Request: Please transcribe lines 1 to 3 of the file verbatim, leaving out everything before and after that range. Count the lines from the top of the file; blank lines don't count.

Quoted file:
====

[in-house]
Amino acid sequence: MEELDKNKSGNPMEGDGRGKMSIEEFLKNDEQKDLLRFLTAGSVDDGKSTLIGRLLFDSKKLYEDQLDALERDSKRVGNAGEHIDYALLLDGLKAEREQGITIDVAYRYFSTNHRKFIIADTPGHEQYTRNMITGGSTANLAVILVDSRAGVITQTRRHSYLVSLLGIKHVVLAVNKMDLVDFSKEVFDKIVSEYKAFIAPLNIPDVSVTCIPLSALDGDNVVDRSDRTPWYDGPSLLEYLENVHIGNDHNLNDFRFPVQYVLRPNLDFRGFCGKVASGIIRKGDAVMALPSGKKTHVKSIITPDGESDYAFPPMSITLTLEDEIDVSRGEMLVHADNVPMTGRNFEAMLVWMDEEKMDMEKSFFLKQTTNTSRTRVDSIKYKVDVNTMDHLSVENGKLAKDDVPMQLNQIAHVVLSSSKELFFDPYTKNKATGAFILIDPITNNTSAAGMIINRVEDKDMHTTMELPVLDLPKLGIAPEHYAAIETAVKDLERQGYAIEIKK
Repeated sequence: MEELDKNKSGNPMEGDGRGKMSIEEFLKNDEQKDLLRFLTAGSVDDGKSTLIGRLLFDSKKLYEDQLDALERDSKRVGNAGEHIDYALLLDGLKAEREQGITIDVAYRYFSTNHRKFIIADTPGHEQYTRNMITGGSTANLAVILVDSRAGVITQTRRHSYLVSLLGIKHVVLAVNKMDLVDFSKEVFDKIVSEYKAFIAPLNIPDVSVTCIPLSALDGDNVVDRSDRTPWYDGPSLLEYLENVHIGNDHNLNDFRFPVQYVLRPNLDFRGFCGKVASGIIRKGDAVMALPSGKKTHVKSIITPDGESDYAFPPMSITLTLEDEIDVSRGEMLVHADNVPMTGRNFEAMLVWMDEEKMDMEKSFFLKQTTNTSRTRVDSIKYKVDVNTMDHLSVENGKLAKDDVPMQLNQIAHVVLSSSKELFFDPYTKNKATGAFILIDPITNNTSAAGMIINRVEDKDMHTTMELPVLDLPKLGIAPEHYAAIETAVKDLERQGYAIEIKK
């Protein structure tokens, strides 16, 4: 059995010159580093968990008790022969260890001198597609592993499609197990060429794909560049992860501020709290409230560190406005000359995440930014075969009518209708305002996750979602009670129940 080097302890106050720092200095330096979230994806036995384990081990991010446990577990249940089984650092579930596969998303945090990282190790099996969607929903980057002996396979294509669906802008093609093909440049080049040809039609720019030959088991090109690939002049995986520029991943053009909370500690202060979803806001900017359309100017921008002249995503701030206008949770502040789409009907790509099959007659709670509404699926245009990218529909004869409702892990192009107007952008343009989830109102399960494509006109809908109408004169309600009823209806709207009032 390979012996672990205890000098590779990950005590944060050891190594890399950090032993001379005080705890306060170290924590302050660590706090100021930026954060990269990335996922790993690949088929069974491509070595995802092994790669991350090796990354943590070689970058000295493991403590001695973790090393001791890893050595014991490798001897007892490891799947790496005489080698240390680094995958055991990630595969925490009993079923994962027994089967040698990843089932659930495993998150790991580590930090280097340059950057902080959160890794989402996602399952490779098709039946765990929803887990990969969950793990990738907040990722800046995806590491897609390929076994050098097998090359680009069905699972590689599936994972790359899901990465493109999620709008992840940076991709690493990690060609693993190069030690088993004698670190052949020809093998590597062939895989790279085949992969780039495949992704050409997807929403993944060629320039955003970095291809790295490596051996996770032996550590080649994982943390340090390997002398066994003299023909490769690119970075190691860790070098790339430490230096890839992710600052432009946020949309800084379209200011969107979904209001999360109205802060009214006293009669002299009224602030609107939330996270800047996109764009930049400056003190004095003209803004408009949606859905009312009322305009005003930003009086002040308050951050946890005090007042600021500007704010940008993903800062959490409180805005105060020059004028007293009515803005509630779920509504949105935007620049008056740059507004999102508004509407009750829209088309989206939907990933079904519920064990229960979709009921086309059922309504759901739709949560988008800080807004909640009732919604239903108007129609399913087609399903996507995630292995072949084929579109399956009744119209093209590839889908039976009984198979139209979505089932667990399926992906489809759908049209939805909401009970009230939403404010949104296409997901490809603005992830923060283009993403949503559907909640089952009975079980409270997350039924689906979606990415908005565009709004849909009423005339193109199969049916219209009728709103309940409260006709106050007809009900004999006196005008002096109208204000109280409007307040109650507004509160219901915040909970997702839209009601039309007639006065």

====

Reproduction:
[in-house]
Amino acid sequence: MEELDKNKSGNPMEGDGRGKMSIEEFLKNDEQKDLLRFLTAGSVDDGKSTLIGRLLFDSKKLYEDQLDALERDSKRVGNAGEHIDYALLLDGLKAEREQGITIDVAYRYFSTNHRKFIIADTPGHEQYTRNMITGGSTANLAVILVDSRAGVITQTRRHSYLVSLLGIKHVVLAVNKMDLVDFSKEVFDKIVSEYKAFIAPLNIPDVSVTCIPLSALDGDNVVDRSDRTPWYDGPSLLEYLENVHIGNDHNLNDFRFPVQYVLRPNLDFRGFCGKVASGIIRKGDAVMALPSGKKTHVKSIITPDGESDYAFPPMSITLTLEDEIDVSRGEMLVHADNVPMTGRNFEAMLVWMDEEKMDMEKSFFLKQTTNTSRTRVDSIKYKVDVNTMDHLSVENGKLAKDDVPMQLNQIAHVVLSSSKELFFDPYTKNKATGAFILIDPITNNTSAAGMIINRVEDKDMHTTMELPVLDLPKLGIAPEHYAAIETAVKDLERQGYAIEIKK
Repeated sequence: MEELDKNKSGNPMEGDGRGKMSIEEFLKNDEQKDLLRFLTAGSVDDGKSTLIGRLLFDSKKLYEDQLDALERDSKRVGNAGEHIDYALLLDGLKAEREQGITIDVAYRYFSTNHRKFIIADTPGHEQYTRNMITGGSTANLAVILVDSRAGVITQTRRHSYLVSLLGIKHVVLAVNKMDLVDFSKEVFDKIVSEYKAFIAPLNIPDVSVTCIPLSALDGDNVVDRSDRTPWYDGPSLLEYLENVHIGNDHNLNDFRFPVQYVLRPNLDFRGFCGKVASGIIRKGDAVMALPSGKKTHVKSIITPDGESDYAFPPMSITLTLEDEIDVSRGEMLVHADNVPMTGRNFEAMLVWMDEEKMDMEKSFFLKQTTNTSRTRVDSIKYKVDVNTMDHLSVENGKLAKDDVPMQLNQIAHVVLSSSKELFFDPYTKNKATGAFILIDPITNNTSAAGMIINRVEDKDMHTTMELPVLDLPKLGIAPEHYAAIETAVKDLERQGYAIEIKK